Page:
Kaziranga is home to the great Indian rhinoceros, a native species found only in India. Being the only spot for these species, The Kaziranga National Park became a hot spot for poachers.
“A lot of these poachers would be local while some of them belonged to the neighbouring states. There have been so many encounters that I have even lost count of them,” he says.
Upon catching them, these poachers are questioned about their activities. “There is a very high demand for the rhino’s horn. We found out that these would be illegally smuggled through Myanmar and sold in the international black market for its medicinal properties,” informs Dimbeswar.
What Dimbeswar is saying is true. Rhinoceros horn is sought after in the Chinese and the Vietnamese black markets for medicinal properties, as jewelry, as gifts and for something as petty as display figures to convey one’s wealth.
Between 2008 to 2013, Dimbeswar informs that poaching in Kaziranga had reached an all-time high. Dimbeswar also adds that during the monsoons when the forest is prone to flooding, it serves an opportunity for poachers because the area is difficult to patrol at that time.
“To deal with that, I along with other officials in the forest started to recruit young boys as informants to keep their ear to the ground. They have been very helpful in managing the poaching problems as they would tell us if any new person has entered Kaziranga’s premises, where they’re from and what they do. That helped us catch a lot of poachers,” he says.
Dimbeswar’s strong resistance against poachers, however, put him and his family in a lot of danger.
“There was one time we had caught a rhino poacher a few years back and had detained him for questioning. Somehow, he managed to escape. Because he recognised my name and my face, not only was I threatened but even my family was subjected to this. To ensure their safety, I had to live away from them for long periods but I utilised that time in my service,” he says.
Over the years, settlements around the forests have increased. This immediately gave rise to instances of man-animal conflict and the frontline staff to manage these situations. Dimbeswar recalls an incident that took place in 2004.
“A mother tiger ventured into the fields of one of the neighbouring villages in search of her cubs. She attacked an elephant and the mahout. We had to manage the situation by ensuring that we don’t hurt the animal while also keeping in mind the safety of the villagers,” he recalls.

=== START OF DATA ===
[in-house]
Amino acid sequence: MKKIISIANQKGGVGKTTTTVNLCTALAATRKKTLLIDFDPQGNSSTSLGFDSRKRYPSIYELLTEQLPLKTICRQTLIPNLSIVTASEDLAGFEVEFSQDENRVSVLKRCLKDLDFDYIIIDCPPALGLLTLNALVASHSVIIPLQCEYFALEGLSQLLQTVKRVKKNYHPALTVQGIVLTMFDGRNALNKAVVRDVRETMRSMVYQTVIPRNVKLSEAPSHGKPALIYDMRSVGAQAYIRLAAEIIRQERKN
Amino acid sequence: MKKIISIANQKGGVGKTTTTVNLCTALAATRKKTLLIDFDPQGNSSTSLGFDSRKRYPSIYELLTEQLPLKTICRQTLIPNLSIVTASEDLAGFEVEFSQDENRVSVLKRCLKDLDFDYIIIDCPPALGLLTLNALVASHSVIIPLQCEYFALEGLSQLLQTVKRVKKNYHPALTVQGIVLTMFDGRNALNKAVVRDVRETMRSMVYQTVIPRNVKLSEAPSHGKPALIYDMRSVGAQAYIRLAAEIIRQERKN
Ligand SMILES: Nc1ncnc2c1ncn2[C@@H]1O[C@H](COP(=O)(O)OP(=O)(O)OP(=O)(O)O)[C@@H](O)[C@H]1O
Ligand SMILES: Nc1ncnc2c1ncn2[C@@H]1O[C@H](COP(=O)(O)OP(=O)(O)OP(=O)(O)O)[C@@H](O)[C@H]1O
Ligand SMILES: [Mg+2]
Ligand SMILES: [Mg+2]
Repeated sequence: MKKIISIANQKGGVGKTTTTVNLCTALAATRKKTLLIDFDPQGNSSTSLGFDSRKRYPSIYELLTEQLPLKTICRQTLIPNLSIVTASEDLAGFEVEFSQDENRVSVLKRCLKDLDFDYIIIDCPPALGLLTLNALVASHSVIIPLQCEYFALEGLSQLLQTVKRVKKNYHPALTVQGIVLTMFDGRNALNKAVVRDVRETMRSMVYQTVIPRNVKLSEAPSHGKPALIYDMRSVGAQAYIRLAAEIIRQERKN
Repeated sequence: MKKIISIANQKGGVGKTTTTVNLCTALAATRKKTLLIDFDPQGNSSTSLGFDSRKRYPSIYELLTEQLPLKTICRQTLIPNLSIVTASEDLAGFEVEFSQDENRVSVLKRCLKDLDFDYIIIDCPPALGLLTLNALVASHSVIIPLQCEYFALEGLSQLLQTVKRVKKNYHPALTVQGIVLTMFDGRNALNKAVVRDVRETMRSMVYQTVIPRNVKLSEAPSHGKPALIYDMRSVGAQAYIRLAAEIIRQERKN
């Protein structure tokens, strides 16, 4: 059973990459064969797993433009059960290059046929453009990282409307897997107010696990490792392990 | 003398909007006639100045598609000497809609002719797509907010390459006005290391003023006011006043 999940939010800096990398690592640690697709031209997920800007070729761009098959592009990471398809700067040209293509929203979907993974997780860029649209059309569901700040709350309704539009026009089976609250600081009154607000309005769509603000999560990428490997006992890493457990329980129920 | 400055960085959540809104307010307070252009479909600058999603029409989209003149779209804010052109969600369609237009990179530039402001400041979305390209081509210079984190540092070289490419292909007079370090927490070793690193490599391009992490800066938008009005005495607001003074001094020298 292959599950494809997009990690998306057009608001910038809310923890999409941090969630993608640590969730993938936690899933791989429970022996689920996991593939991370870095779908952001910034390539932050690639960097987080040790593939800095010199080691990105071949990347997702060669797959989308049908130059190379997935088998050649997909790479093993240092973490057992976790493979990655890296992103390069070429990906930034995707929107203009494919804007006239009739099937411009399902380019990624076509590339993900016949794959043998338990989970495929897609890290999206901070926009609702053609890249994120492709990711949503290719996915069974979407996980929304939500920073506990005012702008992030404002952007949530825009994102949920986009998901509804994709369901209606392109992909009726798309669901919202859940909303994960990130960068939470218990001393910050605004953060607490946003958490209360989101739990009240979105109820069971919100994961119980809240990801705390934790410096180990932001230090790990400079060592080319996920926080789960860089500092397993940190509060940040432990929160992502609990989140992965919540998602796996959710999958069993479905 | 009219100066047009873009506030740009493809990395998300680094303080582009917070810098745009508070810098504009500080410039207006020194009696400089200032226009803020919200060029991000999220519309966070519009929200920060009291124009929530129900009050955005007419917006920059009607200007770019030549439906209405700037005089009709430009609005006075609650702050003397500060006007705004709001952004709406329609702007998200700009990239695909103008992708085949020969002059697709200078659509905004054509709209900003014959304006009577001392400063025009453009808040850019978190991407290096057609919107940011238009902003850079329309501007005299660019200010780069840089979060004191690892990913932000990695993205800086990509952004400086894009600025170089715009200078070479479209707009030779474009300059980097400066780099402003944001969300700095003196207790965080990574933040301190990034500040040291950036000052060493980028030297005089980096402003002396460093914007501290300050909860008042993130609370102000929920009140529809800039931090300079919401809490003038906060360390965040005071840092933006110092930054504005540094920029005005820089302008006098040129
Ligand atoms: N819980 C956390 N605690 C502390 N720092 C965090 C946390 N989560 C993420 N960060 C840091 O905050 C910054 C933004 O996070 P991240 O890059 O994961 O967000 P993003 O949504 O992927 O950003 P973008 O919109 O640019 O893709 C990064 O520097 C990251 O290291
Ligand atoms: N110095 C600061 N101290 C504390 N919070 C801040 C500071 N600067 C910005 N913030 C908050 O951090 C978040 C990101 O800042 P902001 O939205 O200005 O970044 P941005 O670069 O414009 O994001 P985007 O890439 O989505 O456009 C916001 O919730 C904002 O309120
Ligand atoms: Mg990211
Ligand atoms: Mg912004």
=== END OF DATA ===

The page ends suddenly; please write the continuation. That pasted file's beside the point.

Finally, they were able to tranquilize the tiger and after being checked by the vets, she was released into the jungle again.
A Man You Can Count On
Last year, when the forest officials had to send one name from Kaziranga as an entry for the Earth Heroes Award, only one name came to their minds. It was none other than Dimbeswar Das for his contribution to preserving wildlife in the national park for over 30 years of dedicated service.
Bastav Borkotoky, a Forester in the Frontline services, has been working closely with Dimbeswar since 2016 when he joined the ranks. He was also one of the people who deliberated and nominated Dimbeswar for the Award. In fact, the 31-year-old accompanied Dimbeswar all the way to Delhi for the Award ceremony.
“Kaziranga was my first posting and when I first joined, everyone knew who Dimbeswar Das was. He knows the forest roads well as if he’s mapped it all in his mind. He has served the forests staying away from his family and has even received threats to his life from poachers,” he informs.
Despite all this, Bastav adds that Dimbeswar Das is one person everyone in the frontline services can count upon. “Be it arriving on a speedboat with a vet for the animals, to distributing food among the staff, to even showing up immediately if someone’s been injured, he is there,” he says.
After working in the forest for 33 years, Dimbeswar really feels like he has forged a bond with the animals there.
“One thing I have learnt after so many years is that animals know your intent. One must just let them be and they won’t harm you unless they themselves feel threatened,” he says.
Always watching animals from a distance, Dimbeswar would always turn up for them when they are in need. “During the floods, a lot of animals need to be rescued. Since I served as a boatman for so many years, I turn up with a vet on the speedboat as soon as possible,” says Dimbeswar.